I grew up in a rural part of the state, way out in the country. We moved there when I was three. At five, I started kindergarten at George WaRshington Elementary school. That capital R is not a typo. The R belongs there, but it really should be a small letter r. I capitalized it for emphasis, because, until not long ago, I always pronounced the last name of the nation's first president as WaRshington, and that's the way the name of the school came out of my mouth, too. My brother went to the same school and proudly told everyone he went to WaRshington.
We were consistent. At home each morning we waRshed our faces with a waRsh rag. But it wasn't just variations of the word "wash" that we altered. How about squaRsh? As I said, we lived in the country, on a half acre. Our neighbors raised chickens. We grew squaRsh. Yep, that intrusive R seemed to be everywhere.
Except when the intrusive I replaced it. You had to know whether the word called for an R or an I. Actually, you didn't even think about it when you said the words.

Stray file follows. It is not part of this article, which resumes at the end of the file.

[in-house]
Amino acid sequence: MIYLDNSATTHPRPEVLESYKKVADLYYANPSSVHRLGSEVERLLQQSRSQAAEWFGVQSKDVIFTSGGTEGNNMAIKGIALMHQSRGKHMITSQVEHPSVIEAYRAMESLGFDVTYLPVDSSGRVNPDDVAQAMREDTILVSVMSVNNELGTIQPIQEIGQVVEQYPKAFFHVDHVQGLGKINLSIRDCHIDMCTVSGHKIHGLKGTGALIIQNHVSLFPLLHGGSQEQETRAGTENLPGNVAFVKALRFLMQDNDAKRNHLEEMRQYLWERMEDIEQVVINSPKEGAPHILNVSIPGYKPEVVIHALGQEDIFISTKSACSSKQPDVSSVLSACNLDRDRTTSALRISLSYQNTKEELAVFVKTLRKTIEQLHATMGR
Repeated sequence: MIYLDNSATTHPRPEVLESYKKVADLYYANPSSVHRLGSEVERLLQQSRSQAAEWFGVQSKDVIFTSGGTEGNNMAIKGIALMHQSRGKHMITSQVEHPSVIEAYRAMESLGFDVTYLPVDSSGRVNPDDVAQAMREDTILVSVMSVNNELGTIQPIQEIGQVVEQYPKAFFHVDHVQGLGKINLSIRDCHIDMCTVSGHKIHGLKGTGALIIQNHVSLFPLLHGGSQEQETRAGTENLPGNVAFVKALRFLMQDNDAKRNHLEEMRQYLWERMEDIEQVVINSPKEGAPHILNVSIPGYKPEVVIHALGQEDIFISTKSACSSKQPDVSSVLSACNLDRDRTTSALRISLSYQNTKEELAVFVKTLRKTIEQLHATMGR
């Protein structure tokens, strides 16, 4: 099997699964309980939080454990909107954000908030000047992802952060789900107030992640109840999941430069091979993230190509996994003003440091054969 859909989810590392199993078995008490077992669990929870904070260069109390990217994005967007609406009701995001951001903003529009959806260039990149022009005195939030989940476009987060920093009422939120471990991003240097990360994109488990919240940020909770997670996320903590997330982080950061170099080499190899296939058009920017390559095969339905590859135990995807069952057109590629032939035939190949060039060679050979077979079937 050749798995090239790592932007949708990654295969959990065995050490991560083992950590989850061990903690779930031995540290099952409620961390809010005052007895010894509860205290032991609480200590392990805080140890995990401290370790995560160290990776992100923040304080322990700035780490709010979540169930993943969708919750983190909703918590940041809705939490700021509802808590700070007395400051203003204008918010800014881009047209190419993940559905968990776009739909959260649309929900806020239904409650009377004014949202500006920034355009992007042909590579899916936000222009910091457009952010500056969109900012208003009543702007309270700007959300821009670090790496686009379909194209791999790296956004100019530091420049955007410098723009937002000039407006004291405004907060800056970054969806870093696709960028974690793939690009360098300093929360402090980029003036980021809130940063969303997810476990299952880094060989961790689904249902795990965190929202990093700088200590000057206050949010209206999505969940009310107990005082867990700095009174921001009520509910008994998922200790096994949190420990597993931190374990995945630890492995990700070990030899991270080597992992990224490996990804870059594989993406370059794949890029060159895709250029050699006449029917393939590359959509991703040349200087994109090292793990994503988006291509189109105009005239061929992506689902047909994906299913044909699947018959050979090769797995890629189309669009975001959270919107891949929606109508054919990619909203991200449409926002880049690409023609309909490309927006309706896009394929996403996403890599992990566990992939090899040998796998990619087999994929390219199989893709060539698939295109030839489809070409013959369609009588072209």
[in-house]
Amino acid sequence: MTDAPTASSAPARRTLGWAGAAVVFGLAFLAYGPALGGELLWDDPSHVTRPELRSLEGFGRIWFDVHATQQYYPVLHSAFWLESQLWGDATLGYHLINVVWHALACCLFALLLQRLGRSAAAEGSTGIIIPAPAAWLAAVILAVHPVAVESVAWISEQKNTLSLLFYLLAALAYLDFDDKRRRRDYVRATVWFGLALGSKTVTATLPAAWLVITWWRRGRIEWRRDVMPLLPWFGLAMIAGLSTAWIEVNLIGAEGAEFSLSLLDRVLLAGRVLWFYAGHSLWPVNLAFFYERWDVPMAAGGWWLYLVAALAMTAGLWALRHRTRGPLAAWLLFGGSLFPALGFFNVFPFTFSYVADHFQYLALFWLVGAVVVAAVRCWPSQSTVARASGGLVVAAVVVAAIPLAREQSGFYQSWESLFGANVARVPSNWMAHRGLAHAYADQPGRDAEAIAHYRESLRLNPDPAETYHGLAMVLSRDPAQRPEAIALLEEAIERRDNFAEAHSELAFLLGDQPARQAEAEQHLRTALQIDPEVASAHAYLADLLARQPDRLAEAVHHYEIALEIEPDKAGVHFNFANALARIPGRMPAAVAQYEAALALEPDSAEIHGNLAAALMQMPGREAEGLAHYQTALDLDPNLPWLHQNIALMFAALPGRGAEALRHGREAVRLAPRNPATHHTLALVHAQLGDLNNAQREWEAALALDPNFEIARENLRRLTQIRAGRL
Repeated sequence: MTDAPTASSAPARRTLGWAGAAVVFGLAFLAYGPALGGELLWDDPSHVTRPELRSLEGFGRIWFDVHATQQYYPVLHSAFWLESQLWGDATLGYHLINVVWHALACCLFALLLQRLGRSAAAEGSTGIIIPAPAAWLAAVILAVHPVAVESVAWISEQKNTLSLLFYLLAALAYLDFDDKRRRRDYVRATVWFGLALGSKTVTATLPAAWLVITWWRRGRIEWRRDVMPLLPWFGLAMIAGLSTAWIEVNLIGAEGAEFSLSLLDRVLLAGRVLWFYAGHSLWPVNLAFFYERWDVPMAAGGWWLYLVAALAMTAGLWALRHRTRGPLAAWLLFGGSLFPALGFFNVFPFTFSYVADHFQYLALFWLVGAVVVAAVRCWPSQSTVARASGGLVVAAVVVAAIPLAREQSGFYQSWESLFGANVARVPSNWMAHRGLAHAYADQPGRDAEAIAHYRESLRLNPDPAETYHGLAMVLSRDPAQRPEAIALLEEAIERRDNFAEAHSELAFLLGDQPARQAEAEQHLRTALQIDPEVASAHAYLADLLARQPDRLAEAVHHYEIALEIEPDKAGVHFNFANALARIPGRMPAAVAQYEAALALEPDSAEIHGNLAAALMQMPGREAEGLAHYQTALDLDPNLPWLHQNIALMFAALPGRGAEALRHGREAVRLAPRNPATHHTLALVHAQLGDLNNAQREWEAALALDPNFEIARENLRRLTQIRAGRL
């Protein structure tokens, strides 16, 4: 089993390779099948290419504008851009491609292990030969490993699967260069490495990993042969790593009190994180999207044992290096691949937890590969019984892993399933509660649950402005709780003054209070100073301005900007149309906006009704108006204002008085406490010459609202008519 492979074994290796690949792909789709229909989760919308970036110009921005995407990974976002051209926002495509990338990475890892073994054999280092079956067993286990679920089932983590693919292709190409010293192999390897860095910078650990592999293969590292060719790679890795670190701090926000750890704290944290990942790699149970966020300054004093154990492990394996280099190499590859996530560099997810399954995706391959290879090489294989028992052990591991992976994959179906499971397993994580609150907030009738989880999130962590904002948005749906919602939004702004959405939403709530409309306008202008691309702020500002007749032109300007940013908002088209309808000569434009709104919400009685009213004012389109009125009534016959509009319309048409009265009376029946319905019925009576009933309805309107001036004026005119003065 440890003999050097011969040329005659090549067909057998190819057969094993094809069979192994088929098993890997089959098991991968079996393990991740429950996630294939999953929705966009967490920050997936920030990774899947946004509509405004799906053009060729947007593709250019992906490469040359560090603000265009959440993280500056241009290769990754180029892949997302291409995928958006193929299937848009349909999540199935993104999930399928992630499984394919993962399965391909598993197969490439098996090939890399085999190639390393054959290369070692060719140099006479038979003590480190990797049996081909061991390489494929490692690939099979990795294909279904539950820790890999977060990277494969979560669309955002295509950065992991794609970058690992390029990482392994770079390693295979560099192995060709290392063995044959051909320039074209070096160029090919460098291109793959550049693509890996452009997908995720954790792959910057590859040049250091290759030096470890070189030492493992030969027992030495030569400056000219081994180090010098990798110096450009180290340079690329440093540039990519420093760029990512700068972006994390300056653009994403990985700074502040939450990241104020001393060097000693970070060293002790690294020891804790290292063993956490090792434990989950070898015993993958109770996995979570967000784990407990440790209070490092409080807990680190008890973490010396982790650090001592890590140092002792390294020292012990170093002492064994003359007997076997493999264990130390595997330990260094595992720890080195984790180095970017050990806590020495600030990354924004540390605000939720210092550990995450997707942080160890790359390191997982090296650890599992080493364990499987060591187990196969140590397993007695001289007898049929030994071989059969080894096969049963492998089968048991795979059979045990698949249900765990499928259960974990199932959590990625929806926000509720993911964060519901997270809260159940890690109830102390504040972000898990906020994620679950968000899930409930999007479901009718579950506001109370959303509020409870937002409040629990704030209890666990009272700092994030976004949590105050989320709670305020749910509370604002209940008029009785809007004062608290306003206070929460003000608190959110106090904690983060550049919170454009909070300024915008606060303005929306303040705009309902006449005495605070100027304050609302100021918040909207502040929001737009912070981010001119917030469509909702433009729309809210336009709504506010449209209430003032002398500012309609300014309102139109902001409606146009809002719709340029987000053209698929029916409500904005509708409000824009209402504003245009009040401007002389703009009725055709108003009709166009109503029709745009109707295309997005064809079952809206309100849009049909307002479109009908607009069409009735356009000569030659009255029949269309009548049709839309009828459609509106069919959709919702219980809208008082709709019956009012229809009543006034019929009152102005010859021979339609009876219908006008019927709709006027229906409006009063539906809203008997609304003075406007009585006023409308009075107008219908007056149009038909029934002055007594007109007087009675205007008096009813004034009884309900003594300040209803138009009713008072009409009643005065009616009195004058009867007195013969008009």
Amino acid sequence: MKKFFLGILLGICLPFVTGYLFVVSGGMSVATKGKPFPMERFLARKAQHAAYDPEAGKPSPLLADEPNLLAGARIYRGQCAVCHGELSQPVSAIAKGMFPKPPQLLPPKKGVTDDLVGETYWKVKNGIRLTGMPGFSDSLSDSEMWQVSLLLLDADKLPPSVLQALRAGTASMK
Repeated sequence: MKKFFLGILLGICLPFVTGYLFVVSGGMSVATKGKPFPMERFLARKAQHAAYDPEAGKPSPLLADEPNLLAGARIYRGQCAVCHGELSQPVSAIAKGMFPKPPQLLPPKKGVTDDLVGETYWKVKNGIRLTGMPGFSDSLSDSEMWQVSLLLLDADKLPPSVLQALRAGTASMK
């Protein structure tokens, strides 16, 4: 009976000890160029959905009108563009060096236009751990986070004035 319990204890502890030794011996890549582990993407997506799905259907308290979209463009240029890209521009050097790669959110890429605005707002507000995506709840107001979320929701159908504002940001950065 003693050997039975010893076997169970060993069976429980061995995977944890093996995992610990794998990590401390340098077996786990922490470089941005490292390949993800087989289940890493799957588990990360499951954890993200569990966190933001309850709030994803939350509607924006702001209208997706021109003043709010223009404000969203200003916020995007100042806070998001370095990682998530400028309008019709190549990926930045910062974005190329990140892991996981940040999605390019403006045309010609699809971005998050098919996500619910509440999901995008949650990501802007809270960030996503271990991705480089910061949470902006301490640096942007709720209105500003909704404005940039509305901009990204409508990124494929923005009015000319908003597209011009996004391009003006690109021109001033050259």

When cars were in a wreck, I called it a "craIsh." A one syllable word became two syllables. I removed the aIshes from the fireplace. An obnoxious guy was braIsh. I caIshed a check. I always lost in the 100-yard daIsh. You get the picture.
I taught at a state university for 30 years, and in the k-12 for 6 years before that. Taught American history, and I'm sure George WaRshington was our first president when I lectured. Until, at some time, without anyone pointing it out to me, I realized that I was garbling names and other nouns. Before I retired - a long time ago - I carefully spoke of General Washington, without the R. But I'm sure that in casual conversation that R is there where it shouldn't be, along with the intrusive I in maIsh, as in squaRshing potatoes.
Only recently did I get a clue as to why I added the R and I. All my life I spoke Indiana English, but I never lived in Indiana. The rural area I lived in was 10 miles from downtown Los Angeles. My parents, however, were raised in Indiana, leaving rural Dana in their early twenties. They grew up with the Indiana dialect, officially called Midland America English because it's found in several states in the heartland of America. I learned to talk from them, and to talk like them, as did my brother. I'm afraid my own kids may have picked up the intrusive R and I from me, but not as completely. I'll have to ask them who the first president was, and what you call a 100-yard race.
At 88, it probably doesn't matter that I still occasionally add that R and I. I'm at the end of a very long marathon and I'm about to make that daIsh to the finish line.